Some variation exists with respect to how the coding system is used – primarily between plants and secondarily between meat inspectors within a plant. It is attempted to keep these sources of variation low by use of inter-calibration courses arranged at regular intervals by the Danish Veterinary and Food Administration for the meat inspectors. However, on some plants, the threshold is low when it is decided if a lesion is of such an extent that it should be recorded, whereas on other plants the threshold is higher. The between-plant variation was eliminated from the present study because only one plant was included. On this plant, organic (Frilands økologiske svin), free-range pigs (Frilandsgrisen) and conventionally raised pigs (Danish Product Standard) are slaughtered. On the plant all types of pigs are inspected by the same meat inspection staff, using the same coding system and complying with the same meat inspection circular. A total of 22 technicians and five veterinarians are involved in the meat inspection, working either part or full time. The type of meat inspection performed at the time of the study is called supply chain meat inspection and involved palpation of the lungs and their associated lymph nodes as well as visual inspection of the intestines and associated lymph nodes. The heart was not opened routinely, and the mandibular lymph nodes were not incised routinely. In case of suspicion, the pig (carcass, plucks and intestines) was subjected to traditional - or even extended - meat inspection at the rework area [7].

We decided to look into data from meat inspection. Such data can be seen as one group out of several indicators of animal welfare. We did not go into the discussion of scoring the negative impact of each of the individual types of lesions on the welfare of the animal. However, it should be noted that most of them reflect chronic conditions, implying that they have been long-lasting.


  1. 1)

    To compare the health, at the time of slaughter, of finishing pigs raised in organic or free-range production systems with the health of finishing pigs raised under conventional conditions. Meat inspection findings were to be used as an indicator for health.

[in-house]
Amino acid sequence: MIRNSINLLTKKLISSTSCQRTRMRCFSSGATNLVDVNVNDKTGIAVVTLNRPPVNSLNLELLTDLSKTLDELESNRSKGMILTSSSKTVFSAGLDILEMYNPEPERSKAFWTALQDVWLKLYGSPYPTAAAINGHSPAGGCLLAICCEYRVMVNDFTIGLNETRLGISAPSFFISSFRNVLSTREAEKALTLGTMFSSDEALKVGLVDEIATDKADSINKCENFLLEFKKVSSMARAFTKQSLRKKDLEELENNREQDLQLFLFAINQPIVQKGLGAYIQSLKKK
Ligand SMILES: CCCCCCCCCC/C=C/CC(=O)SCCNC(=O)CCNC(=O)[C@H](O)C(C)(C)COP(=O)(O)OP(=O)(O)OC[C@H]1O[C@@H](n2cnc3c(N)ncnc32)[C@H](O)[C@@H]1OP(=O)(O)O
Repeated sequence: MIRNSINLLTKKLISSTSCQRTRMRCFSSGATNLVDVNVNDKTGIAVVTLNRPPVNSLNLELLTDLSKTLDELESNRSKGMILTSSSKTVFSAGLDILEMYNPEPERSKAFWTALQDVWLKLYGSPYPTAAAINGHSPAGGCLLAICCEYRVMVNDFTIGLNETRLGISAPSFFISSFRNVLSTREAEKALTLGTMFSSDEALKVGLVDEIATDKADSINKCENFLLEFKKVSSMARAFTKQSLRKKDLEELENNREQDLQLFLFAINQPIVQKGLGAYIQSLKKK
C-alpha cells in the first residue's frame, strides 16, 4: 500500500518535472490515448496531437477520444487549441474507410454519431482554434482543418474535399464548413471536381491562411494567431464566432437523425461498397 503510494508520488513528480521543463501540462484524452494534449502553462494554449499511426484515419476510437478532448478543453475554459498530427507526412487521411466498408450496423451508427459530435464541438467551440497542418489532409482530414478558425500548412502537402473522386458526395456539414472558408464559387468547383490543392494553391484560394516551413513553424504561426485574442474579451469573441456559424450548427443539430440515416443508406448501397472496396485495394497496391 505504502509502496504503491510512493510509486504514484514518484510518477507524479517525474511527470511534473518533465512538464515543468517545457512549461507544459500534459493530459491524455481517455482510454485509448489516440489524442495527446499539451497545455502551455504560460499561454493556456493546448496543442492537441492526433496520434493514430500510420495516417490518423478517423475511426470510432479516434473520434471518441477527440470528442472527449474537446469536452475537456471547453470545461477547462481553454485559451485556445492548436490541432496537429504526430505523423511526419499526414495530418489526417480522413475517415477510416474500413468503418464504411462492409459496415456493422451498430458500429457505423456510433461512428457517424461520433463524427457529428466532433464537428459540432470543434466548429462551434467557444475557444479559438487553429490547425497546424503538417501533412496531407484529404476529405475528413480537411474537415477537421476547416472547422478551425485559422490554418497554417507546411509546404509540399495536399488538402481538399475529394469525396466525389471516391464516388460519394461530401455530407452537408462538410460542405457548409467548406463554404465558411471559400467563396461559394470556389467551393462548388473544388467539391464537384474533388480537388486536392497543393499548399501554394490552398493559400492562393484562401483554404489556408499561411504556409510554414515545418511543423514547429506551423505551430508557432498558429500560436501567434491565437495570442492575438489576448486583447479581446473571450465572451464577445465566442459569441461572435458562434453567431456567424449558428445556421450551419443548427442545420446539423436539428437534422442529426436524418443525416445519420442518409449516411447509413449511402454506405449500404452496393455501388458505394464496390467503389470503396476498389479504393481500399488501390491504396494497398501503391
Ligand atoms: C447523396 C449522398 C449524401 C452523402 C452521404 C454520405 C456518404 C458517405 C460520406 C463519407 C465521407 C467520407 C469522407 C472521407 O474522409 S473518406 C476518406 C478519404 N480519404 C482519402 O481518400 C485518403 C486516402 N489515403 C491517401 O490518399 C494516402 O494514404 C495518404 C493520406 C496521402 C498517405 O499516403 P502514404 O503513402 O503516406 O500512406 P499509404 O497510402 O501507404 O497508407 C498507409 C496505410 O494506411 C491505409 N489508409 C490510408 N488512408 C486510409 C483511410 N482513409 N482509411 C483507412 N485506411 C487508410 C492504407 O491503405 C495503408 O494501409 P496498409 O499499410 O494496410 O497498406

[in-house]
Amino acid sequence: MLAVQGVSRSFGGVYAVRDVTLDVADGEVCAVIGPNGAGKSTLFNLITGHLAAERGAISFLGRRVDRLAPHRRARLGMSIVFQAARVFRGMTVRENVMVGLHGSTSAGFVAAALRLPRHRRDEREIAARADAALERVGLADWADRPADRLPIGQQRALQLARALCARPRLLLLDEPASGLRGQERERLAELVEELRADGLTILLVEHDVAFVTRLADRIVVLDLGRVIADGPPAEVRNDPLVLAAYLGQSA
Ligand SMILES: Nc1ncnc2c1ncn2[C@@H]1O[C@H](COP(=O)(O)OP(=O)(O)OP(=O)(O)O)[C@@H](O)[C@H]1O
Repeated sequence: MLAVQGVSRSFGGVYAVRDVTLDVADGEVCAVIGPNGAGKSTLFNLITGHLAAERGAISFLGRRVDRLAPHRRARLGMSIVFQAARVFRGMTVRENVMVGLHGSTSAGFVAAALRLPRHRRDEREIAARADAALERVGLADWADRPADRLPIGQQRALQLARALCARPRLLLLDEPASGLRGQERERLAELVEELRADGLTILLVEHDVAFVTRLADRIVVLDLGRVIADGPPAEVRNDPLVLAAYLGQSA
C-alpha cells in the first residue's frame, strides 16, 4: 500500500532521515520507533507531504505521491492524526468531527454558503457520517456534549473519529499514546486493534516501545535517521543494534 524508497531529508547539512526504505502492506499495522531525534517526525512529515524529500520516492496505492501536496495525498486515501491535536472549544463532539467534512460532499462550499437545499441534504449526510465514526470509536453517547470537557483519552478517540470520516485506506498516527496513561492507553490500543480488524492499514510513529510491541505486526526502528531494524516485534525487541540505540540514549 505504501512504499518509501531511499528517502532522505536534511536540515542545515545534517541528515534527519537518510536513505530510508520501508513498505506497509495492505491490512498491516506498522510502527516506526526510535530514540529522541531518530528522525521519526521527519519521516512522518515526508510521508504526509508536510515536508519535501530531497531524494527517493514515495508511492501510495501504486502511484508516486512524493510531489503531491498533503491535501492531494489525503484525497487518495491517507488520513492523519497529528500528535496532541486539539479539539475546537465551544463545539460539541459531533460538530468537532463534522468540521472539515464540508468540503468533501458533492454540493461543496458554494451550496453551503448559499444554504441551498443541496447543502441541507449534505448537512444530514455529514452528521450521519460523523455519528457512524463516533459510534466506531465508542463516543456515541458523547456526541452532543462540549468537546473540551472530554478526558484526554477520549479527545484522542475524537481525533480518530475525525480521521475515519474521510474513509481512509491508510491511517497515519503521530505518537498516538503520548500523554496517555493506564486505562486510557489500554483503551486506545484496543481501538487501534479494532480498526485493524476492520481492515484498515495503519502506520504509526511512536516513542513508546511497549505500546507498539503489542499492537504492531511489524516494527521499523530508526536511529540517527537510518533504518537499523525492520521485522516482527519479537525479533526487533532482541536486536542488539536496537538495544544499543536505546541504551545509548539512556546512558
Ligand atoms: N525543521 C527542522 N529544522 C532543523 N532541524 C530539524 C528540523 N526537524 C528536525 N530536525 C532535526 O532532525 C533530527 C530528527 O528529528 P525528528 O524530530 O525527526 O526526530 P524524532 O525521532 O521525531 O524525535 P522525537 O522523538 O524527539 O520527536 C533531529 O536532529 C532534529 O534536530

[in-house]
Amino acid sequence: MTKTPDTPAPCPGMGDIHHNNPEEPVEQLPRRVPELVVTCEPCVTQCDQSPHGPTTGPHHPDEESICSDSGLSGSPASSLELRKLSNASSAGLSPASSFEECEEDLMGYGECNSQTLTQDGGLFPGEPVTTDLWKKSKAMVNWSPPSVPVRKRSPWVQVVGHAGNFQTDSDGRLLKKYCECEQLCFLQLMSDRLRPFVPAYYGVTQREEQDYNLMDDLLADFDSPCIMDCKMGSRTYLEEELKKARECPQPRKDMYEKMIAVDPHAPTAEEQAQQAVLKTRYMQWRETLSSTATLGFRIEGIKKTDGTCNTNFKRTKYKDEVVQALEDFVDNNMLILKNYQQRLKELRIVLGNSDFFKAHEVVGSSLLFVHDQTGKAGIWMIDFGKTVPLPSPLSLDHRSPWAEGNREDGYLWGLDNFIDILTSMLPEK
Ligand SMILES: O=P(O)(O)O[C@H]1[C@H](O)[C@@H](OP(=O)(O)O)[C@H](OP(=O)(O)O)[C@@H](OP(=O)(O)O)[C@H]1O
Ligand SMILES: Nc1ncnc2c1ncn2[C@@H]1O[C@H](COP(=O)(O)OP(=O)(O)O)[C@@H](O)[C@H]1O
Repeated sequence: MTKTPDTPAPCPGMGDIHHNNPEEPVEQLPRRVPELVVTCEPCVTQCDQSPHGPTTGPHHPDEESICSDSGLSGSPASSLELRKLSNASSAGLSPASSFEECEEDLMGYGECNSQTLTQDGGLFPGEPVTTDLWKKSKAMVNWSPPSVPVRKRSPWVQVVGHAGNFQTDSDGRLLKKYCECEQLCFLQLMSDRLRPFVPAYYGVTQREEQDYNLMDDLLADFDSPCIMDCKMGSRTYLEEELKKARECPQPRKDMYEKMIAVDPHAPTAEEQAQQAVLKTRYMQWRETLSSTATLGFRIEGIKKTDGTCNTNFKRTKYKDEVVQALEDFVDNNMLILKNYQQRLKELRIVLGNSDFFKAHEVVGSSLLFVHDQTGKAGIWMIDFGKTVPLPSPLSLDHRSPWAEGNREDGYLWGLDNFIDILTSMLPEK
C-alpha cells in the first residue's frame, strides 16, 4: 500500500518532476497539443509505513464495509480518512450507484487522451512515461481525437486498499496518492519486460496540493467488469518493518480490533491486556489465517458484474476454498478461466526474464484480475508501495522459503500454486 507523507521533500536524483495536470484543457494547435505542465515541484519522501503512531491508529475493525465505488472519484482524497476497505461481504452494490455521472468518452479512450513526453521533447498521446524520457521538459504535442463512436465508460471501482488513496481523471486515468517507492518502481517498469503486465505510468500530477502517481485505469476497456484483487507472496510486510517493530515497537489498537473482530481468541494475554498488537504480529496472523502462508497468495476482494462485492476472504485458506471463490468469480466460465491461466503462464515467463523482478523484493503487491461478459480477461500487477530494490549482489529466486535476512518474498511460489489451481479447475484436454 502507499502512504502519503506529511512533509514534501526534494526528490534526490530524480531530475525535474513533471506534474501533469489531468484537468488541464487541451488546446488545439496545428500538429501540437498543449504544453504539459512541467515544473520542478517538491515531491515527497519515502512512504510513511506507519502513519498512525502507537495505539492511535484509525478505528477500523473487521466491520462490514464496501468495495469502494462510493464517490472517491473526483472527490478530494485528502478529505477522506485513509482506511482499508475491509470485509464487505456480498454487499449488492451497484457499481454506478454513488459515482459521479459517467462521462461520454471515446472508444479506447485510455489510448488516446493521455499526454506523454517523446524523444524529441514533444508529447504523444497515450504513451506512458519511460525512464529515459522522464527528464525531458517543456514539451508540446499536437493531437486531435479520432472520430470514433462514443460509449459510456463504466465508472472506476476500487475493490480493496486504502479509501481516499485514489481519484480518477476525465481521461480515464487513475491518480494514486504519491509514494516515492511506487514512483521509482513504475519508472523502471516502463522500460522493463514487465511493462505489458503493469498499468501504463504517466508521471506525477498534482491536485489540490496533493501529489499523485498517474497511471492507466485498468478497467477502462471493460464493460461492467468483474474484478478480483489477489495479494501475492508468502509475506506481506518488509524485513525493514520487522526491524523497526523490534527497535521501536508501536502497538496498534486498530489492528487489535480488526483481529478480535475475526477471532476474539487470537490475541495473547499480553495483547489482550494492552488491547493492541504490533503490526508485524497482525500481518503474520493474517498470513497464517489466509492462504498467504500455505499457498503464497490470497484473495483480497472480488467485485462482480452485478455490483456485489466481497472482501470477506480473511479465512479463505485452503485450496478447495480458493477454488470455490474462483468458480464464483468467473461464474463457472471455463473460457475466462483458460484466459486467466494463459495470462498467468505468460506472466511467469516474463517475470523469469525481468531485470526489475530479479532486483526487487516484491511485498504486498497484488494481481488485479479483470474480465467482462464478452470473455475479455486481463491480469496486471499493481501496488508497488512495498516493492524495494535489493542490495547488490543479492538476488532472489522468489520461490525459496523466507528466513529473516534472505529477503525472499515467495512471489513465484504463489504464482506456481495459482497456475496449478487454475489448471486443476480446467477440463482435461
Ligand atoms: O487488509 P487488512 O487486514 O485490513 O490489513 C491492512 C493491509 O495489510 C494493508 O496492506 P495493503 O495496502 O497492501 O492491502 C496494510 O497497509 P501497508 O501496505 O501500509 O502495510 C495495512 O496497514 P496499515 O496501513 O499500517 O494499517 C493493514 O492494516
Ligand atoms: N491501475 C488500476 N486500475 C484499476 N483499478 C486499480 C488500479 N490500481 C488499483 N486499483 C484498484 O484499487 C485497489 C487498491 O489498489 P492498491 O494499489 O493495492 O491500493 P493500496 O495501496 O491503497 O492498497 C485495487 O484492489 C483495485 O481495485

2. 2)

    To investigate the possible associations between the individual lesion types and the production systems – with a specific focus on the requirements for each system.

Results and discussion

Statistical evaluation

An initial comparison of the prevalence of the total of all lesions did not reveal any differences between organic/free-range (39.4%) and conventional production (39.1%). However, when chronic pleuritis was subtracted from the total number of lesions, a difference was observed; the prevalence of lesions in organic/free-range production was 20.3% compared with 15.2% in the conventional production (OR = 1.3, P < 0.0001) (Table 2).

Table 2 Prevalence of total number of lesions – as well as all lesions minus chronic pleuritis - recorded during meat inspection in organic/free-range finishing pigs (N = 201,160) compared with conventionally raised finishing pigs (N = 1,173,213), for one Danish slaughterhouse, covering 1 year from October 1, 2012, to September 26, 2013

The majority of the lesion types were recorded infrequently (<4%). Only chronic pleuritis was a common finding with a prevalence of 19% among organic/free-range pigs and 24% among conventional pigs. A total of 13 lesion types were more frequent among organic/free-range pigs compared with conventional pigs. These covered, among others, old fracture, tail lesion/tail infection and osteomyelitis. Four lesion types were equally common in the two groups: chronic pneumonia, chronic pleuritis, fresh fracture, and abscess in head/ear. Four lesion types were recorded less frequently among organic/free-range pigs compared with conventionally raised pigs. These included abscess in leg/toe, hernia and scar/hock lesion (Table 3).